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Suez Canal Blocked After Container Ship Gets Stuck

CAIRO — An enormous container ship became stuck while traversing the Suez Canal late Tuesday, blocking traffic through one of the world’s most important shipping arteries and threatening to add one more burden to a global shipping industry already battered by the coronavirus pandemic.

The ship, which was heading from China to the port of Rotterdam in the Netherlands, ran aground amid poor visibility and high winds from a sandstorm that struck much of northern Egypt this week, according to George Safwat, a spokesman for the authority that oversees the canal. The storm caused an “inability to direct the ship,” he said in a statement.

By Wednesday morning, more than 100 ships were stuck at each end of the canal, which connects the Red Sea to the Mediterranean and carries roughly 10 percent of worldwide shipping traffic.

Dozens of tugboats raced to try and wrench it free as crews on the land brought heavy equipment to dig out the land where it sat wedged.

posted on Tuesday evening. “Looks like we might be here for a little bit …”

The Suez Canal is a key artery for oil flows from the Persian Gulf region to Europe and North America. Roughly 5 percent of globally traded crude oil and 10 percent of refined petroleum products passed through the canal before the pandemic, estimated David Fyfe, chief economist at Argus Media, a market research firm.

After the canal was snarled, there was a 2.85 percent jump in the price of Brent crude, the international benchmark, on Wednesday to $62.52 a barrel.

But Mr. Fyfe said that because the demand for oil remained relatively weak amid the pandemic, a short-term outage is unlikely to have a lasting impact on the market.

“I don’t think this is going to fundamentally change market sentiment,” he said. “A lot will depend on how quickly they can get the vessel cleared.”

Vivian Yee reported from Cairo, and Peter S. Goodman from London. Nada Rashwan contributed reporting from Cairo, and Stanley Reed from London.

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32 Rescued From Sinking Fishing Boat: ‘Every Moment Counts’

OTTAWA — The situation looked dire for the crew of the Atlantic Destiny. A fire first knocked out power onboard the scallop trawler and then it began taking on water. More than 130 miles away from its home port in Nova Scotia, the 144-foot-long ship was hopelessly bobbing up and down on waves 40 to 80 feet high.

But while the Atlantic Destiny ultimately sank, a joint rescue effort by Canada and the United States meant that all its 32 crew members had been rescued before it went down.

“The weather was probably some of the worst weather I have actually executed a hoist operation in,” said Cmdr. David McCown, a pilot on a United States Coast Guard helicopter that rescued 13 of the ship’s crew.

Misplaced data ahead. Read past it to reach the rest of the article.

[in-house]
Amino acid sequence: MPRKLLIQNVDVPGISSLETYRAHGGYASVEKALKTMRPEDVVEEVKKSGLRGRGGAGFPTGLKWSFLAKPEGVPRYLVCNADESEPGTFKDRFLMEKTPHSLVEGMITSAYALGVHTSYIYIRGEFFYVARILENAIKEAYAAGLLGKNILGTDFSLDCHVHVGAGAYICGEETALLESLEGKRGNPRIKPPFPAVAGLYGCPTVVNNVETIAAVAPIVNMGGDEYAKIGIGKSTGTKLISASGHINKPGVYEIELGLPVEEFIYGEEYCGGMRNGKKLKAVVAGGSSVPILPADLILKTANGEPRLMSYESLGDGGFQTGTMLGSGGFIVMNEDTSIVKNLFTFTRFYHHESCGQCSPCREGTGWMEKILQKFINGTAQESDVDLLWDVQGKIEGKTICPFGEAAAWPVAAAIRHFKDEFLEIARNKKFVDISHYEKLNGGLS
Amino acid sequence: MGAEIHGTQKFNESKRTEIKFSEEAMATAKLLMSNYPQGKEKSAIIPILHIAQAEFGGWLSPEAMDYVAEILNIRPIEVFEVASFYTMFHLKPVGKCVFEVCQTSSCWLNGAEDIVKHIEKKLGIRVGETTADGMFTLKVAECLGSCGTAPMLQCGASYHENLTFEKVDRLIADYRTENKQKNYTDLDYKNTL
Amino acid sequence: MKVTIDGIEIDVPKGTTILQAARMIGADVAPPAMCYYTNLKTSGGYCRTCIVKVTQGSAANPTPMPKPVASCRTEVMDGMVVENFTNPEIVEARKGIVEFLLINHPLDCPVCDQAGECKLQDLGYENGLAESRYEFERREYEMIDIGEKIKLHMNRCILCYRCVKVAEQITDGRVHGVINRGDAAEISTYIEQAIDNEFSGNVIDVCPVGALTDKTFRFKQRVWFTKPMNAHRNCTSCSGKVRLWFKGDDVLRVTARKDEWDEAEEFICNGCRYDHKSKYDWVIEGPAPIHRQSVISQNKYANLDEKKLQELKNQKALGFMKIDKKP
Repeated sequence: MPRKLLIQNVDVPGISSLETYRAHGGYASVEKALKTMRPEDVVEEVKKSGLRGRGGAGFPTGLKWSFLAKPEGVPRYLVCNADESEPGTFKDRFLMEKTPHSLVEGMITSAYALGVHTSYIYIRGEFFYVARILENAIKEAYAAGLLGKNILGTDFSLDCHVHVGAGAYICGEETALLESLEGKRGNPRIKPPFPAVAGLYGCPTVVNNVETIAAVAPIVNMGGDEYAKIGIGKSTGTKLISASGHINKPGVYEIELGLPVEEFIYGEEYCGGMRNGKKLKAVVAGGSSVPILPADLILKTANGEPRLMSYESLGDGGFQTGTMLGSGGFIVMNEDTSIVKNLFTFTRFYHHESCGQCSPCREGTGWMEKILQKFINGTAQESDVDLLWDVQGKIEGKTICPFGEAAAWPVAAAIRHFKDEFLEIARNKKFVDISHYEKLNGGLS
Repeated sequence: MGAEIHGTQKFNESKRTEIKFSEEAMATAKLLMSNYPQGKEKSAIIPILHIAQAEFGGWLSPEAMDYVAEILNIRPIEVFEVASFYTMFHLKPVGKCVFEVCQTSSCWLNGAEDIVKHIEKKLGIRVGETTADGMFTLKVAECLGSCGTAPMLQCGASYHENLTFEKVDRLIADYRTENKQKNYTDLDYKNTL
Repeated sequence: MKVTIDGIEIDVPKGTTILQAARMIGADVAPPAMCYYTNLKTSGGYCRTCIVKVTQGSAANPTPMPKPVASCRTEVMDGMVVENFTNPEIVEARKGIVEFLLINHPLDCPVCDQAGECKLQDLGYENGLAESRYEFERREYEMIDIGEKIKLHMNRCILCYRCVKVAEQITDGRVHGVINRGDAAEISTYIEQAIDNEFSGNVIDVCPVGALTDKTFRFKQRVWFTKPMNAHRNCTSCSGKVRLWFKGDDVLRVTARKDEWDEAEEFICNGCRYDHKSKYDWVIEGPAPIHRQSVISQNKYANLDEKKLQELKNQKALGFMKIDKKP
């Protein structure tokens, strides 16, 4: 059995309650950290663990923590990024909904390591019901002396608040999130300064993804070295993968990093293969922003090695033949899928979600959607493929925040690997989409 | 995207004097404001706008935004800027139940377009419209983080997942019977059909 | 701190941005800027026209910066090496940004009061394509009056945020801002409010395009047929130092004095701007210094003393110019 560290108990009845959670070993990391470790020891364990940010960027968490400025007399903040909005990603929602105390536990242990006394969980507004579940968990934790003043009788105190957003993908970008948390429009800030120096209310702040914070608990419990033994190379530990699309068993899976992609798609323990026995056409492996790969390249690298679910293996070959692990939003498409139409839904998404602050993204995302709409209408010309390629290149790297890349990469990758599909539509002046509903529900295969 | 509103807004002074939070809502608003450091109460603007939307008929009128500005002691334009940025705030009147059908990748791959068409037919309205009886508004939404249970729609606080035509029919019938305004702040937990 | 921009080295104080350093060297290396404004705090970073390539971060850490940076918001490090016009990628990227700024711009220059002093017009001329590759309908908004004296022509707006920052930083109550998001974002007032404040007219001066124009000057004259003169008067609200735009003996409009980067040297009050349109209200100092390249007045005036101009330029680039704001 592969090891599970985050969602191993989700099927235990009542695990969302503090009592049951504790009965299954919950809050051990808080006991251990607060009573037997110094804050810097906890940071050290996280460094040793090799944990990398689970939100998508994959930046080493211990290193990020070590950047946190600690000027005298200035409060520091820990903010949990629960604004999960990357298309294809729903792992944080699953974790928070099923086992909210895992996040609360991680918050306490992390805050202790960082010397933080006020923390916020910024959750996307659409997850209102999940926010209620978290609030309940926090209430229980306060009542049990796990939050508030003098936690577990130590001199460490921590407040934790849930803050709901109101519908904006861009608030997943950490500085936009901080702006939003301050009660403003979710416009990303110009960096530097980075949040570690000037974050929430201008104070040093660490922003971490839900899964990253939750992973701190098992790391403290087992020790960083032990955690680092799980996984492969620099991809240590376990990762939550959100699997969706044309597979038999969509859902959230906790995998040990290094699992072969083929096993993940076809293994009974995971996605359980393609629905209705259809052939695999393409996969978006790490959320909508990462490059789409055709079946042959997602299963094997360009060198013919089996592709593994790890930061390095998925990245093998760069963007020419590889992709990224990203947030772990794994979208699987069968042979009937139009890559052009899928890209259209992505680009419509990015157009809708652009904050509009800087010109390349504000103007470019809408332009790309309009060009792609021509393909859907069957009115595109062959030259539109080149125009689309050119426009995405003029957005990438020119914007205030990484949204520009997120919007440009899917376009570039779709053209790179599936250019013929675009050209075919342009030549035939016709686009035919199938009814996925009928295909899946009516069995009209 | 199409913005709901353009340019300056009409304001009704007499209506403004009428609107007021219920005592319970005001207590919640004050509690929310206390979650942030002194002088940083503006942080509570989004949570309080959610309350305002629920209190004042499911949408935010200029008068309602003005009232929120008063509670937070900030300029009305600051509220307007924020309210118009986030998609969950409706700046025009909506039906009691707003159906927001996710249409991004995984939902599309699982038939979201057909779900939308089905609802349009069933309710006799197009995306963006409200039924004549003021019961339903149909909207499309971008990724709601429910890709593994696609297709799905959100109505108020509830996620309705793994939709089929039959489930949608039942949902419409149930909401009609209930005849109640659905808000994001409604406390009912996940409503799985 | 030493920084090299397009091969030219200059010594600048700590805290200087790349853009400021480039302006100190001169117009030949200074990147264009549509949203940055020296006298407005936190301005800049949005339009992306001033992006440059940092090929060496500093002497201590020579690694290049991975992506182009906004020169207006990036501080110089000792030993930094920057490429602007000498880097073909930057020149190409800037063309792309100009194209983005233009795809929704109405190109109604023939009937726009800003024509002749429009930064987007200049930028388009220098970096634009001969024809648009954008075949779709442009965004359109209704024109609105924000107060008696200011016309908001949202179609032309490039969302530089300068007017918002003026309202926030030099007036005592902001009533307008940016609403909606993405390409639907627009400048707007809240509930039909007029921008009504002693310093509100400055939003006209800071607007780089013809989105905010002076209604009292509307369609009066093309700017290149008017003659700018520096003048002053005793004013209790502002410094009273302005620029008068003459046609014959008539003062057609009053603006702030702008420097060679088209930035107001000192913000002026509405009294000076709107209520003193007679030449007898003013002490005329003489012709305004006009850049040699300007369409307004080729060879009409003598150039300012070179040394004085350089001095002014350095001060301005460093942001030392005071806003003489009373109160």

The rescue effort began when the Atlantic Destiny sent out a distress call on Tuesday because of the fire. Ships from the United States and Canadian Coast Guards were dispatched; the Royal Canadian Air Force sent two rescue helicopters and an airplane from Nova Scotia, while another pair of helicopters and a plane took off from a U.S. Coast Guard base in Cape Cod.

Cmdr. Aaron O’Brien, the lead officer of a Canadian Coast Guard ship, the Cape Roger, traveled overnight to reach the sinking trawler. He charged ahead for about 11 hours, buffeted by side winds of up to 90 miles an hour, navigating against the wind through rough seas that he would normally cross at a near walking pace. There was no time to waste.

“In a case like that, every moment counts,” Commander O’Brien said. “So we were hammer down as much as possible.”

The Canadian Air Force arrived first and completed the dangerous task of dropping two search and rescue technicians onto the sinking fishing ship. While one prepared the crew for evacuation, the other worked to slow down the ship’s intake of water.

The rescue began by lifting crew members put in a rescue basket into a helicopter, a maneuver that had to be coordinated with the huge ocean swells. Commander McCown said that the pilots and their crews used night vision goggles to keep an eye on the waves, sometimes the height of an apartment building, throughout the process.

Because the fishing ship’s crew had been able to stay onboard and out of the frigid water, Commander McCown said that they were mostly in good shape, if very shaken.

When his helicopter reached its weight limit with 13 members of the sinking ship’s crew, it immediately made the long flight back to Nova Scotia. When it landed, he estimated that there was only enough fuel left for another 40 minutes of flight.

Two other helicopters rescued 15 more.

One helicopter stayed behind, while the two search and rescue technicians from the Canadian military and four Atlantic Destiny crew members remained on the sinking ship in an effort to rescue it by pumping water out.

But early Wednesday morning, they too decided it was time to leave.

Capt. Malcolm Grieve of the Canadian Air Force began trying to retrieve the remaining six in an effort that proved tricky. When his helicopter lowered a steel cable to start the process, the cable wrapped around a railing on the ship and had to be immediately cut loose. As a result, all his crew could do was lower some rescue boats and first aid supplies and wait for the Cape Roger to arrive after its all-night journey.

It appeared around 7:30 in the morning.

The last people on board, including the captain, climbed down a rope ladder into an inflatable boat sent from the Coast Guard ship at about 8 in the morning. Two and half hours later, the Atlantic Destiny sank.

“It was a total relief off my shoulders,” Commander O’Brien said of the successful rescue. “I’m just thankful that we could help someone in distress and that we could be there really at the right place at the right time.”